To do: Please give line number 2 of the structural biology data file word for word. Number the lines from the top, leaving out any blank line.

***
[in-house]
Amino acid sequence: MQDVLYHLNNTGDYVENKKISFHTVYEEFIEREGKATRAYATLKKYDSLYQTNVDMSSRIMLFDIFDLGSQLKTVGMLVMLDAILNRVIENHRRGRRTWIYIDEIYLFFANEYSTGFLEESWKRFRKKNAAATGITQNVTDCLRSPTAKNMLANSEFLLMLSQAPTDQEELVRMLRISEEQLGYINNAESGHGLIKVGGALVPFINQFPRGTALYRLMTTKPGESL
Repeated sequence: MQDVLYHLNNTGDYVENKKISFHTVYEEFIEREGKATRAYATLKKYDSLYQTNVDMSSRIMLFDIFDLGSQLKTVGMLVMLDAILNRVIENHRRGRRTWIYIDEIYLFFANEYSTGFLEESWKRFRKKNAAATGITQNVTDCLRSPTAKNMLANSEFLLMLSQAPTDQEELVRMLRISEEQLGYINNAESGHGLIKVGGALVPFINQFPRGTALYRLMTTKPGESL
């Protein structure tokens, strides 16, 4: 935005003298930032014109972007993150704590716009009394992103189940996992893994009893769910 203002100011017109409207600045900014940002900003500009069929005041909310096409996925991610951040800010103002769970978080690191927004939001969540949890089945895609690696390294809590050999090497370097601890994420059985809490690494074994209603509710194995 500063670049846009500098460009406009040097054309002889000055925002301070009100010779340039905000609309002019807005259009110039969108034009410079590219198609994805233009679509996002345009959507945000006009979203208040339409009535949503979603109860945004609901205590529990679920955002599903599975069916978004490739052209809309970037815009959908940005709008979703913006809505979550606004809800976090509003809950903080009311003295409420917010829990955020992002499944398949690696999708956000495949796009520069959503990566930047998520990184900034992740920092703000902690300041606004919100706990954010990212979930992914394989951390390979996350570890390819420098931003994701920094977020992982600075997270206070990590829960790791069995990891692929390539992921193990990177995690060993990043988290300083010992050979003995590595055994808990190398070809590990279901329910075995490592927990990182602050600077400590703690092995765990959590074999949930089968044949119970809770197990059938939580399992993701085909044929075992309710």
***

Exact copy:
Amino acid sequence: MQDVLYHLNNTGDYVENKKISFHTVYEEFIEREGKATRAYATLKKYDSLYQTNVDMSSRIMLFDIFDLGSQLKTVGMLVMLDAILNRVIENHRRGRRTWIYIDEIYLFFANEYSTGFLEESWKRFRKKNAAATGITQNVTDCLRSPTAKNMLANSEFLLMLSQAPTDQEELVRMLRISEEQLGYINNAESGHGLIKVGGALVPFINQFPRGTALYRLMTTKPGESL